Green space, history and hidden corners – Michelle Rawlins on her favourite aspects of Sheffield

Michelle Rawlins first moved to Sheffield in1995 to complete her journalism exams at what was then Stradbroke College, where she also met her husband, Iain, and apart from a nine-month spell in Birmingham, she’s never left.

By Sally Burton
Thursday, 18 April, 2019, 11:08
Michelle Rawlins, pictured by the Women of Steel statue. Picture: NSST-03-04-19-Rawlins-1

She’s not sure how long it takes to be classed as a true Yorkshire lass, but hopes she’s getting close as there is nowhere else she classes as home.

Michelle has worked as freelance journalist for more than 20 years, writing for the national newspapers and women’s magazines, specialising in real life stories.

Michelle Rawlins, pictured outside the Crucible. Picture: NSST-03-04-19-Rawlins-3

Last year she ghost wrote ‘A Friend for Christmas’, documenting the extraordinary life of Sheffield’s Mrs Christmas, Gloria Stewart.

She is currently writing a non-fiction book, ‘Women of Steel’ based on the formidable women, who kept the foundry fires burning during World War Two, when their men fold were fighting for ‘King and Country’. Anecdotes from the book can be found on her Facebook page - Michelle Rawlins Author.

In her free time she runs her own kids day out Facebook page, Where Can I Take The Kids Today, to her two children’s delight, who love nothing more than going on a new adventure.

Kelham Island

She love this little hidden corner of Sheffield for so many reasons.

Not only does her son, Archie, rock up here every Saturday morning to attend the Discovery STEM club, it’s also home to the most fascinating of museums.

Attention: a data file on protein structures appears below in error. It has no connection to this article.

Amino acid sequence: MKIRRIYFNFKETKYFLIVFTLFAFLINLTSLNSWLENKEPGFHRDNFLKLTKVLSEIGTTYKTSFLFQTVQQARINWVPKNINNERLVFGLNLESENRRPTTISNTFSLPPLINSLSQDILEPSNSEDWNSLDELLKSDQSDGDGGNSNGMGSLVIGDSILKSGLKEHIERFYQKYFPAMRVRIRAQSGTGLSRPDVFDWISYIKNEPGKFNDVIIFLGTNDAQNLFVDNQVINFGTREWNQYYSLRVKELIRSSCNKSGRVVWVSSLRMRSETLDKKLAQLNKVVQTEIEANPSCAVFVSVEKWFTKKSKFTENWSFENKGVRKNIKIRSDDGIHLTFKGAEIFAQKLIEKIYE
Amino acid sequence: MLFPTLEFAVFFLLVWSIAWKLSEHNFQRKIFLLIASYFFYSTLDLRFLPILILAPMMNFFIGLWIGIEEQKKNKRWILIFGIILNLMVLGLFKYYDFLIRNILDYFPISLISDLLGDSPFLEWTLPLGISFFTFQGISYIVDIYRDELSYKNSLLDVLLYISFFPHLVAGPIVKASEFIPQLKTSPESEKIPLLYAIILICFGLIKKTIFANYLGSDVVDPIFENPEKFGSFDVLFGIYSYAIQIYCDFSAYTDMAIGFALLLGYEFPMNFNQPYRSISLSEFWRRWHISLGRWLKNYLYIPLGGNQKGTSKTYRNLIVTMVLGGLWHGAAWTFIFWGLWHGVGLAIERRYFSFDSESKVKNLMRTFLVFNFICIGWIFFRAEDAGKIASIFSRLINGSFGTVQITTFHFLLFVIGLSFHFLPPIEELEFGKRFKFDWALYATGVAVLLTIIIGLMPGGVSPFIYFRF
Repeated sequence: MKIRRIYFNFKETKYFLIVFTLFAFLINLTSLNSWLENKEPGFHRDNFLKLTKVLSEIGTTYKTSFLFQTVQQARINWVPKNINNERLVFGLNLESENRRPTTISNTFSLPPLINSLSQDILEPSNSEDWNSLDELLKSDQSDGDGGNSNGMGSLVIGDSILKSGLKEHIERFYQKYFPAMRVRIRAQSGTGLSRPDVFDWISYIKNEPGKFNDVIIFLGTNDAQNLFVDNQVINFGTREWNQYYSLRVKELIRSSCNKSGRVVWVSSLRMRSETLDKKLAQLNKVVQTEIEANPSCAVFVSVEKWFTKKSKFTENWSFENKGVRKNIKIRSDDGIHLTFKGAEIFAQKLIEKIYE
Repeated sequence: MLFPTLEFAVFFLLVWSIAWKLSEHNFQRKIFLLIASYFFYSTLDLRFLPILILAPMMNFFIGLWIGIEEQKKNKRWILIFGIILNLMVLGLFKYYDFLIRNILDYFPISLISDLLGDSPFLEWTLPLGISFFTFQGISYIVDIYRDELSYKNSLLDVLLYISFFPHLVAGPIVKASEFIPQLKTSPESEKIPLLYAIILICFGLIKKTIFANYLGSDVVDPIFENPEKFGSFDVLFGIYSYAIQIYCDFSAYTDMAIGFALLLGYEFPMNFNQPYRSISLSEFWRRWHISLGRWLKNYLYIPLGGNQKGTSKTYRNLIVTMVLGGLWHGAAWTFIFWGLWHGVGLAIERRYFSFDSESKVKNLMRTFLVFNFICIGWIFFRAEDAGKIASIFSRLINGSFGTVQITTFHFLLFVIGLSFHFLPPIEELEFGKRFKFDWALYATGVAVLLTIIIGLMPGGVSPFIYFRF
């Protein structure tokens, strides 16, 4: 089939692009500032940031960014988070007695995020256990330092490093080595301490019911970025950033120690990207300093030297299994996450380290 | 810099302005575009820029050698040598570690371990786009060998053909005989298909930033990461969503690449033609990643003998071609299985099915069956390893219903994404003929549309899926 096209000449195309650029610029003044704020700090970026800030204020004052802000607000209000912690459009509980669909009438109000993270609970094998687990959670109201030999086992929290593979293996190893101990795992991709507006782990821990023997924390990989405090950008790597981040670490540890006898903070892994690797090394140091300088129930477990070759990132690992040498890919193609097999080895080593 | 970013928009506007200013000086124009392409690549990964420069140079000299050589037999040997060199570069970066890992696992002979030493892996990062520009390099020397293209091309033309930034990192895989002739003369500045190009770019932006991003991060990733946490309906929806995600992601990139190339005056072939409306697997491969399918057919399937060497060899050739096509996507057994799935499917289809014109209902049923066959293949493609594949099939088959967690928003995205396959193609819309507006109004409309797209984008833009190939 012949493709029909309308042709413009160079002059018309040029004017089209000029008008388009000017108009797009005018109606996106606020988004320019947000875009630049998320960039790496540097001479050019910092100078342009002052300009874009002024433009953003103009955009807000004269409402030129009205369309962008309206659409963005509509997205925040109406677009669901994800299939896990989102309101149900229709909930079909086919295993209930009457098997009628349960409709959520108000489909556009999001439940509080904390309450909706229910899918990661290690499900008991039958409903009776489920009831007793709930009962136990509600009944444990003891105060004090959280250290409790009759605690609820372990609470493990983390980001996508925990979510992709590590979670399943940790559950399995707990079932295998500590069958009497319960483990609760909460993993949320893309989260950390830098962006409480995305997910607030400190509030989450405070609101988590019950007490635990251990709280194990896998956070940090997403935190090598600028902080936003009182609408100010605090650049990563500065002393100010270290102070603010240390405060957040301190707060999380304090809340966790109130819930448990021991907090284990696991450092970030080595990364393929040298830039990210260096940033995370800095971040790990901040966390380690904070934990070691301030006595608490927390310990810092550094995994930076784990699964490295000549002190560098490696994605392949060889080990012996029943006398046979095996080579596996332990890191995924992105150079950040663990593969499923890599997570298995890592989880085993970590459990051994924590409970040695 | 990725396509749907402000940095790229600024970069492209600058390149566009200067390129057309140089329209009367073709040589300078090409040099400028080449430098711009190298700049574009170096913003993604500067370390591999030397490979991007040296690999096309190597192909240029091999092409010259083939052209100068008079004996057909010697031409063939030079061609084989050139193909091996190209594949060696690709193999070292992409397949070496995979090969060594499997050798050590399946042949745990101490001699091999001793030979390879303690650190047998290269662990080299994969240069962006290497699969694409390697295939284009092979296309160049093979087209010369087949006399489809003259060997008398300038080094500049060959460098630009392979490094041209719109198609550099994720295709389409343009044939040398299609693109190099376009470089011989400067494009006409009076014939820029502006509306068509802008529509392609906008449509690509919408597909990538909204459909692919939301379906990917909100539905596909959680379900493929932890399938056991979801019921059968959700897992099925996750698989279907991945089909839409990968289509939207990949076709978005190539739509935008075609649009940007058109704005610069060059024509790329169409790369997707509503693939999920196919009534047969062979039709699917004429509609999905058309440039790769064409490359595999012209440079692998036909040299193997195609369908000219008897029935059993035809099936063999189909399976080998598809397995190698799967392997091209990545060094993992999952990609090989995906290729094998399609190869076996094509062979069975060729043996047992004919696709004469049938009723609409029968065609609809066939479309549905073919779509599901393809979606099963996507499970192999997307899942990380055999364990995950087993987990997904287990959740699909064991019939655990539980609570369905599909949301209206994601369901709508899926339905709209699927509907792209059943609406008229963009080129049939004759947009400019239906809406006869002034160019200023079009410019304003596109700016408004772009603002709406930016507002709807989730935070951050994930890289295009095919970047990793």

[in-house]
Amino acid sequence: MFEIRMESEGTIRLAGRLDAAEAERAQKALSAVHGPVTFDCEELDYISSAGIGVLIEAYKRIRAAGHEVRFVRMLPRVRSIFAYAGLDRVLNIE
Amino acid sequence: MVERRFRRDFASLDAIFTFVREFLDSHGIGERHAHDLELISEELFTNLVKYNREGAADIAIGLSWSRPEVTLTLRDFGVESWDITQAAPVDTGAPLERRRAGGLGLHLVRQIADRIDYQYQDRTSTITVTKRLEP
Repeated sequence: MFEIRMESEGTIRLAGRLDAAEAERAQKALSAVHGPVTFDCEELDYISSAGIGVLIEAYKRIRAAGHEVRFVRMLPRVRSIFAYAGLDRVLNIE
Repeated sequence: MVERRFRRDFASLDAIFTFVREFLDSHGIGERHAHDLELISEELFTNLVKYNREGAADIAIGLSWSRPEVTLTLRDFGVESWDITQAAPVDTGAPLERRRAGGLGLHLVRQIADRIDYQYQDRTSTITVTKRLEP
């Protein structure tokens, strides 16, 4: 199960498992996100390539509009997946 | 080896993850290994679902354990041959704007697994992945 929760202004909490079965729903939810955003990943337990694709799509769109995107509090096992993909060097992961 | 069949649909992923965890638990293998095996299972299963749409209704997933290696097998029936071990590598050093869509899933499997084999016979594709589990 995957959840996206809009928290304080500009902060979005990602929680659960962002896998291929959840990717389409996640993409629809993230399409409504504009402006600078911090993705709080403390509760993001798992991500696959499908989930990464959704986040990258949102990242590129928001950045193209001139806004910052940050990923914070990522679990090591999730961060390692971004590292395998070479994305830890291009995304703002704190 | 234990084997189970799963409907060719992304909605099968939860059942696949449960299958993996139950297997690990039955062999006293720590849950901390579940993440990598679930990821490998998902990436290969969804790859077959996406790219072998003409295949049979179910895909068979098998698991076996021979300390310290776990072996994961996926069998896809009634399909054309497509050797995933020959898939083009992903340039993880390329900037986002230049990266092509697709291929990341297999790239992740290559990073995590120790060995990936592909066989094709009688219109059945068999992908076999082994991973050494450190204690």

She says we should never forget our city’s magnificent history and the interactive galleries are perfect for discovering how Sheffield’s steel industry started, progressed and survives today, let alone highlighting the incredible work our Yorkshire women did throughout both wars to ensure our soldiers had the munitions they needed.

A visit to Kelham Island is never complete until you’ve had a coffee and bite to eat at Craft and Dough - who incidentally make the best Nutella doughballs!

Women of Steel Statue

This holds a very special pace in Michelle’s heart as it is the focus of the book she’s currently writing. These women waited 70 years for their invaluable contribution to be recognised and she hopes this permanent statue, along with the campaign spearheaded by The Star, will ensure they will not be remembered for generations to come.

The Trans Pennine Trail

Michelle lives in Millhouse Green on the northern outskirts of Sheffield due to the abundance of green space on offer. As much as she loves the city, she’s always felt the need to be surrounded by countryside.

The trail, which is kept in immaculate condition by a team of dedicated volunteers, is full of hand-carved wooden animals, a wild flower meadow, and picture perfect view. It is a part of her everyday life. She runs on it, her son cycles on it and her little girl, Tilly, spends countless hours collecting sticks and leaves there. She feels lucky to have this fabulous pathway on her doorstep.

The Theatres.

Michelle has always felt the North doesn’t get enough credit in the arts world. The Crucible, Lyceum and the City Hall, have always been favourite haunts.

She attended countless musicals with her late mother-in-law, Coleen, who would ring her to book shows as soon as the programme dropped through her letter box.

Now, as well as watching the plethora of grown up and more serious shows on offer, her children are mini-theatre critics in the making.

Archie still raves about ‘59 Minutes To Save Christmas’ that he watched at the Crucible when he was six, while Tilly, 3, was in her element as she most recently watched The Singing Mermaid.

Fox Valley

Although Michelle used to love a day in Meadowhall, browsing the shops - that’s long since become a distant memory - the novelty wore off at break neck speed when her son constantly complained he was bored and her daughter would run hell for leather into a toy shop, grabbing every doll within reach.

But Fox Valley is winning back Michelle’s inner love of retail therapy.

Sandersons - the bespoke boutique store, stocks Michelle’s favourite designers and cosmetics, and the adjacent coffee bar, Zorro, has a kids corner where her daughter can play while she relaxes with a much-needed coffee.